I would get on that fencing job as soon as possible. I can’t tell you how much relief it is to go to the garden and not have to worry about what is missing today! And the sooner you get it fenced, the sooner you can get to planting. If you get it fenced fairly soon, you could still get in some bush beans and carrots. Besides those, you can put in your fall crops; turnips, collards, broccoli, greens of all sorts. To speed your broccoli up, start seeds inside now so you can plant nice starts out in the garden when the weather cools down some. I’m glad Mom’s doing well, too. I can hardly wait till September. Will is planning all sorts of projects for his next two week vacation here! — Jackie
Due to the fact that I’m about to have a July baby, I wasn’t able to do a huge garden because of timing, heat and exhaustion. Just a few tomatoes and peppers for enjoyment. I’m already thinking of what to do with next year’s garden, and what’s really bugging me is weeds! We call them “Frankenweeds”. They are huge and stubborn.
We cannot eliminate them. We’ve done pine straw, weed tarp, newspaper, pulling by hand, and they just keep coming back. I don’t want to use chemical killers and I do compost my yard and kitchen waste. All I can come up with is that we live in a very semi-tropical climate for almost 6-8 months, and the sun, heat and moisture we experience are just ideal for weeds thrive.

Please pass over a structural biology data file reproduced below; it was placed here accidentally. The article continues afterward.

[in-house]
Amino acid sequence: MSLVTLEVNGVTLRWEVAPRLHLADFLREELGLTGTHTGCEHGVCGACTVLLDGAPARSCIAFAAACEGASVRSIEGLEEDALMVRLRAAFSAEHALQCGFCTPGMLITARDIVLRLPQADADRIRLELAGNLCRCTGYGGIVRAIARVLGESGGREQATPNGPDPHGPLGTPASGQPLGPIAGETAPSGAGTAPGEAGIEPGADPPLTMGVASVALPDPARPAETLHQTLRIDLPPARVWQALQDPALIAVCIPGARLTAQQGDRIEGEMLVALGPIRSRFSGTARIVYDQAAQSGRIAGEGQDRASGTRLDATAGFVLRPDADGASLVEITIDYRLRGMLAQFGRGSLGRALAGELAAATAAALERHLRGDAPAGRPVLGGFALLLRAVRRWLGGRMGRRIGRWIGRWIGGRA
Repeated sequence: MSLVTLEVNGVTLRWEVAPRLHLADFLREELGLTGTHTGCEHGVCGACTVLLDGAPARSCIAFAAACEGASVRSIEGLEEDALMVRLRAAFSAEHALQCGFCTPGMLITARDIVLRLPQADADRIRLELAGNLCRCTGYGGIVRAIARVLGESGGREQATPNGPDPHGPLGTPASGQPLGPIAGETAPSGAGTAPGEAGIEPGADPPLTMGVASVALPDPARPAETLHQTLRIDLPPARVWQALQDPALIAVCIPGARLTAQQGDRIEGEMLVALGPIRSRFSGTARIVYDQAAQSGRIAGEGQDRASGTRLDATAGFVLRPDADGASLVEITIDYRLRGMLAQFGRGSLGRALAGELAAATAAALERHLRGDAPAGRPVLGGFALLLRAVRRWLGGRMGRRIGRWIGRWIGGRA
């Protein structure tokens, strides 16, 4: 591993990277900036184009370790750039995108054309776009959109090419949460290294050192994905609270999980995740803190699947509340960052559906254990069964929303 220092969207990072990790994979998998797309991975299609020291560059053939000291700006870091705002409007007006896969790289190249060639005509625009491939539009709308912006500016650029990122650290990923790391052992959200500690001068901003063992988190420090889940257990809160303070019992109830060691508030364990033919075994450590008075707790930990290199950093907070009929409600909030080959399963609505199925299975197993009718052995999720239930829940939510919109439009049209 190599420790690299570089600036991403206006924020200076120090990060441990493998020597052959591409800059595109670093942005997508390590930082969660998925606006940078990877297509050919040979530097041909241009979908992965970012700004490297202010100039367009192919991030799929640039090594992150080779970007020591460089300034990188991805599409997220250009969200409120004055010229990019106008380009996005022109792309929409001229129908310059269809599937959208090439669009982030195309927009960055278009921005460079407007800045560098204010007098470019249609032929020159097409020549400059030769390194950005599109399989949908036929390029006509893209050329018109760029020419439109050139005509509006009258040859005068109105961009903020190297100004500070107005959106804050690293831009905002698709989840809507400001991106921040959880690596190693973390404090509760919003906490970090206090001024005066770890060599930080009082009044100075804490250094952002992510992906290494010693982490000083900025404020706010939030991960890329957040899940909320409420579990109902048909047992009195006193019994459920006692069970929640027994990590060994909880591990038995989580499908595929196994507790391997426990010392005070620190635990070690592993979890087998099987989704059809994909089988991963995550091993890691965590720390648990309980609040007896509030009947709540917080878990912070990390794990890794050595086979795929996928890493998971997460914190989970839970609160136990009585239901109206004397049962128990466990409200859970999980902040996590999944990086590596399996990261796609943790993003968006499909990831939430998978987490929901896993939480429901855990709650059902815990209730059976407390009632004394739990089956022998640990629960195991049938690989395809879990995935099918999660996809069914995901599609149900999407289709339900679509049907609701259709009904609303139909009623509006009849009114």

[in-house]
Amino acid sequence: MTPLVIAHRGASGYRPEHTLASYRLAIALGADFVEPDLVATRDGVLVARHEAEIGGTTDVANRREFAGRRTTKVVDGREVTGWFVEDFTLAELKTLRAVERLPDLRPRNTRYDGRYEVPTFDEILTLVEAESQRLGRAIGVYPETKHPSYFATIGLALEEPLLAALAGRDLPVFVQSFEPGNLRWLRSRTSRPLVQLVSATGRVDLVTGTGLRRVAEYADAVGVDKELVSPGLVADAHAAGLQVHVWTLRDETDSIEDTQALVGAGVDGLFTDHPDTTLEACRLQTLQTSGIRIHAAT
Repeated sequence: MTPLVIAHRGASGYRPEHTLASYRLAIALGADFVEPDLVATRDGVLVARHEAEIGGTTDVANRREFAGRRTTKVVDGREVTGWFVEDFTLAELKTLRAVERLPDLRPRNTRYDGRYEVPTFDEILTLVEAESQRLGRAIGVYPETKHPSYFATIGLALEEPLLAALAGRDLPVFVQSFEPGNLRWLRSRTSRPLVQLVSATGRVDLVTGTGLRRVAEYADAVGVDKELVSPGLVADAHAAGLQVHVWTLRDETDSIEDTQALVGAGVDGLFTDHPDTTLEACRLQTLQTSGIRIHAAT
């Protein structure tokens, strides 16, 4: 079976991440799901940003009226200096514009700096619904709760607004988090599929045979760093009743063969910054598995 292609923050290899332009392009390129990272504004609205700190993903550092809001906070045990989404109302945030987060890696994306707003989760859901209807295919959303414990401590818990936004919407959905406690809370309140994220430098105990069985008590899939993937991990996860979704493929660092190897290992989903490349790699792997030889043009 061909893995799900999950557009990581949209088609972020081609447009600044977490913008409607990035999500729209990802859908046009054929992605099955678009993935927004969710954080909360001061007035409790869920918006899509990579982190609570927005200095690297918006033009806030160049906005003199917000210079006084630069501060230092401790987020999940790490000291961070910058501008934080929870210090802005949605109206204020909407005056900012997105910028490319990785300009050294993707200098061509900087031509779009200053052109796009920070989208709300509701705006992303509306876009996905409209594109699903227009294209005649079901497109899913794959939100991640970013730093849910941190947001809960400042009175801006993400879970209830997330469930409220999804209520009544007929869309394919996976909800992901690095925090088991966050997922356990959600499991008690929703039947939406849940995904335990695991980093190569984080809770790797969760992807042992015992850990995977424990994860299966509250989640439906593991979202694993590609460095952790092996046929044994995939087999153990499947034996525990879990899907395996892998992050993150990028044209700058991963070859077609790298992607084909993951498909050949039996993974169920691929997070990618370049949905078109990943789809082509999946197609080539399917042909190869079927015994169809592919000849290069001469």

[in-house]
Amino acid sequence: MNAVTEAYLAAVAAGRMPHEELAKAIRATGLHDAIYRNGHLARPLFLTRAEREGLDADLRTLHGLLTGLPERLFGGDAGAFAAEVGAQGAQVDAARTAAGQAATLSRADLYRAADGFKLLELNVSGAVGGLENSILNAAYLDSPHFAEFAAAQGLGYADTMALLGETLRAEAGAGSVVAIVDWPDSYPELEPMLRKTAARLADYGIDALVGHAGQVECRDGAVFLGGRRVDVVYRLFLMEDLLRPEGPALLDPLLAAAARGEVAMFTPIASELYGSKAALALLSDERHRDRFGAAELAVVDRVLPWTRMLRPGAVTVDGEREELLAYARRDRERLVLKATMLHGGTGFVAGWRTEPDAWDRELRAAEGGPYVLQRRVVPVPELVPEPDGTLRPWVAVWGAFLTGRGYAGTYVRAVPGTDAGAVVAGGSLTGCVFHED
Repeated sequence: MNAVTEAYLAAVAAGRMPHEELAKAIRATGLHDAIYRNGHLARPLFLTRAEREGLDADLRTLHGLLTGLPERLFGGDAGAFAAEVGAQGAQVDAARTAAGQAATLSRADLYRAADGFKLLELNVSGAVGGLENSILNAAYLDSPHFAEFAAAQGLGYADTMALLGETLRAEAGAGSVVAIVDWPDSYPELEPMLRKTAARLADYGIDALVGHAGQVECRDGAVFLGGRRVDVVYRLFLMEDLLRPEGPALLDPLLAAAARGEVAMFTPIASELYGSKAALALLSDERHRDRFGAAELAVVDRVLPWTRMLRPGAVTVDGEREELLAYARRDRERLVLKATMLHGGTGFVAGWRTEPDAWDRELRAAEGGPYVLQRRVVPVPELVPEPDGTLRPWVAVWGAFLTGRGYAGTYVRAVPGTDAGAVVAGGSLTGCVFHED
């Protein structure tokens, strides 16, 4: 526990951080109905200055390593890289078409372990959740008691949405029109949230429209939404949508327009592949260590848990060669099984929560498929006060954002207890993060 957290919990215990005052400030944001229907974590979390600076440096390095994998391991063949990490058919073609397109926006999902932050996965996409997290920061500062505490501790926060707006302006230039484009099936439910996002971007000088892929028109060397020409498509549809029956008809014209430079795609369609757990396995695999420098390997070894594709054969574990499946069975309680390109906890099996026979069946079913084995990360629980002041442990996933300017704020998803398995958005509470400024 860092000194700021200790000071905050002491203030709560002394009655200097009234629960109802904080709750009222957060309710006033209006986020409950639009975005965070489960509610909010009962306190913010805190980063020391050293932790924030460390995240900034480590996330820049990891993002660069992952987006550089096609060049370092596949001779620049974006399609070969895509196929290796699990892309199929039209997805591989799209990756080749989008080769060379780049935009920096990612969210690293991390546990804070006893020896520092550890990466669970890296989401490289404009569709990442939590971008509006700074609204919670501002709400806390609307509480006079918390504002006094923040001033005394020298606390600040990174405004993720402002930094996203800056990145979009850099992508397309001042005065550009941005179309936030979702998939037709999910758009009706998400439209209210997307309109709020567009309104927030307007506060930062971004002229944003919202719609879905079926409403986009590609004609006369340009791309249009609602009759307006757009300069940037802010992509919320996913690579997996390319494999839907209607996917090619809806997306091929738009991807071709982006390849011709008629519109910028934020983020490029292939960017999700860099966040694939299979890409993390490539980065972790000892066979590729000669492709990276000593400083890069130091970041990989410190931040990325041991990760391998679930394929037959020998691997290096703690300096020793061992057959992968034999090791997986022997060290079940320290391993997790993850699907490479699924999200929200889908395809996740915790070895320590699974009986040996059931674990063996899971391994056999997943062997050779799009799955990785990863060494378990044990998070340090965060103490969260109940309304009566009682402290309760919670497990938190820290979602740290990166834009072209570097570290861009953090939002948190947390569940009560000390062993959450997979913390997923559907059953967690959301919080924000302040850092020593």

Any suggestions? Could my yard waste in the compost bin be the culprit, or do I just have to put up with the weeds as a normal part of gardening? As always, thanks for your advice; I’m really jealous of the pictures of your garden…wow!
Andrea Del Gardo
Myrtle Beach, South Carolina
The only way your yard waste could be a problem would be if you put weeds/grasses in it that had already gone to seed. NO you don’t have to live with the weeds. You can get a handle on them. The first few years is tough, because you do have them. But if you keep after them, you will get them under control. If your garden is too big for you to do this, consider keeping half or a part anyway, fallow. Either keep tilling it up to kill all the weeds in it, throw down an old chunk of carpet after watering it well, or plant a thick cover crop, such as Will and I just did in our new strawberry bed (peas) to choke out the germinating weeds. My garden wasn’t anything to brag about the year I had radiation, chemo, Bob died and we were building our new log house. I was pretty ashamed of all the weeds, but oh well, I did the best I could at the time and I was able to can from it, anyway. As you can see, it looks a whole lot better now…and the weeds are very manageable. In a year or two more, I will have them pretty much whipped. My big help is mulch, mulch, mulch. Just don’t mulch with hay or anything else that has seeds in it; I did and ended up with a hay field in my garden from old hay seeds. Ooops! Straw, THICK pine straw, dry grass (without seeds or chemicals) or dry yard leaves all work well. Any weeds that do show up can be pulled easily because their roots are tender. — Jackie